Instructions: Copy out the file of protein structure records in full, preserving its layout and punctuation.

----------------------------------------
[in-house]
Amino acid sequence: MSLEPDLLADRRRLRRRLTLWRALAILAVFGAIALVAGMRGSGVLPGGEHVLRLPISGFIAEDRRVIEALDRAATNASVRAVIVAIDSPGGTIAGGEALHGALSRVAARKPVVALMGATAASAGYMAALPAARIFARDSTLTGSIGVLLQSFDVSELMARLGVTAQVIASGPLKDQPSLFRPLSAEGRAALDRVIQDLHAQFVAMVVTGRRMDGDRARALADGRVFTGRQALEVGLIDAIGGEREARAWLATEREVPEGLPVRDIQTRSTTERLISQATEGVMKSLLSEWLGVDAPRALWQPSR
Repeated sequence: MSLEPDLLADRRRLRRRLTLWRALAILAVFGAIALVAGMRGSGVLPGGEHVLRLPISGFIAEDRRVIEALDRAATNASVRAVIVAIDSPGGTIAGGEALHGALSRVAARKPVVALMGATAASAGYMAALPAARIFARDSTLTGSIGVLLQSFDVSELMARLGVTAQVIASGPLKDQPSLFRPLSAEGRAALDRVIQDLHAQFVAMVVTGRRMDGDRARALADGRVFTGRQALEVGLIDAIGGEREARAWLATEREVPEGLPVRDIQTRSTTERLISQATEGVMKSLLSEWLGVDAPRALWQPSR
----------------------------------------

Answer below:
[in-house]
Amino acid sequence: MSLEPDLLADRRRLRRRLTLWRALAILAVFGAIALVAGMRGSGVLPGGEHVLRLPISGFIAEDRRVIEALDRAATNASVRAVIVAIDSPGGTIAGGEALHGALSRVAARKPVVALMGATAASAGYMAALPAARIFARDSTLTGSIGVLLQSFDVSELMARLGVTAQVIASGPLKDQPSLFRPLSAEGRAALDRVIQDLHAQFVAMVVTGRRMDGDRARALADGRVFTGRQALEVGLIDAIGGEREARAWLATEREVPEGLPVRDIQTRSTTERLISQATEGVMKSLLSEWLGVDAPRALWQPSR
Repeated sequence: MSLEPDLLADRRRLRRRLTLWRALAILAVFGAIALVAGMRGSGVLPGGEHVLRLPISGFIAEDRRVIEALDRAATNASVRAVIVAIDSPGGTIAGGEALHGALSRVAARKPVVALMGATAASAGYMAALPAARIFARDSTLTGSIGVLLQSFDVSELMARLGVTAQVIASGPLKDQPSLFRPLSAEGRAALDRVIQDLHAQFVAMVVTGRRMDGDRARALADGRVFTGRQALEVGLIDAIGGEREARAWLATEREVPEGLPVRDIQTRSTTERLISQATEGVMKSLLSEWLGVDAPRALWQPSR